Does my right hon. Friend agree that, in addition to the significant contribution provided by economic improvement, education and training have played an important part in reducing the number of unemployed people? For example, they have reduced unemployment in my constituency by 17 per cent. since October 1994. Does my right hon. Friend further agree that education and training and the improvement of job skills are a vital ingredient in continuing to provide opportunities for jobs?
I agree absolutely. My hon. Friend's question stands in sharp contrast to the question that the hon. Member for Peckham asked a moment ago. Education, as well as training, is important. The Government's reforms have ensured that more people stay at school longer and leave school with better qualifications.
We know perfectly well that the Opposition have opposed the national curriculum, they have opposed testing and they have opposed league tables in schools. When the Labour party left office there were 7,000 youth trainees; there are now 277,000 youth trainees. When it was in office, the Labour party was content to allow 16 and 17-year-olds to live on benefit. That is the party which now advocates the minimum wage—a policy which in Spain has created three times as many young unemployed as there are in this country.
Is the Minister aware that an advertisement for a job in this place, paying half the salary of a Member of Parliament, attracted 600 graduate applicants? Is he aware that an army of education system success stories remain unemployed? Will he, for once, give a straight answer to a straight question and tell the House what proportion of young people were in full-time work in 1979 compared to the present?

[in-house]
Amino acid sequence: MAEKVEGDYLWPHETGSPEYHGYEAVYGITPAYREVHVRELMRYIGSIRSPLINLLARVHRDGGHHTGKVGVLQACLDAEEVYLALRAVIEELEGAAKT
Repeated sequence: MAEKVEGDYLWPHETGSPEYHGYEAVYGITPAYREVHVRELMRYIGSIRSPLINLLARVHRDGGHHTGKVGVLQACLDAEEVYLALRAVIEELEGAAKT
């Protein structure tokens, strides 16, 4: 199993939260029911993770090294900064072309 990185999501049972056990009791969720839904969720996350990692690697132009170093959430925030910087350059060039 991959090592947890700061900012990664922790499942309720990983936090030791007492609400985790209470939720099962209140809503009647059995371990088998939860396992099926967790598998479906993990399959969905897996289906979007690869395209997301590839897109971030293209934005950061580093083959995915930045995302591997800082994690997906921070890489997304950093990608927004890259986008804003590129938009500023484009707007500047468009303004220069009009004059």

I cannot give the hon. Gentleman a number, but I can say that, under the Conservative Government, youth unemployment is 13.1 per cent. In France, youth unemployment is 23.2 per cent.; in Italy it is 32 per cent.; and in Spain, which has had a socialist Government for the past 10 years, it is 35.4 per cent. If the hon. Gentleman wants to mix it with me, let us do so on the European comparisons.
Does my right hon. Friend agree that the educational and training opportunities for young people in this country have never been better, with more A-levels, more vocational qualifications, job training and the new apprenticeship scheme? Should we not be exalting those opportunities for our young people, which enable them to get good jobs?
Today, 80 per cent. of 16-year olds are in education. Under Labour, the figure was 58 per cent. Today, 26 per cent. of 17-year-olds get two A-levels or more. At the end of Labour's term in office, the figure was about 14 per cent. Any indicator that we care to take shows that we are providing better education for our young people.
The Labour party not only let young people down when it was in office but now wishes to impose a minimum wage to make sure that they cannot get jobs.
I will not let that happen; there will be no minimum wage while I stand at the Dispatch Box. The Labour party would introduce a minimum wage and destroy jobs for young people.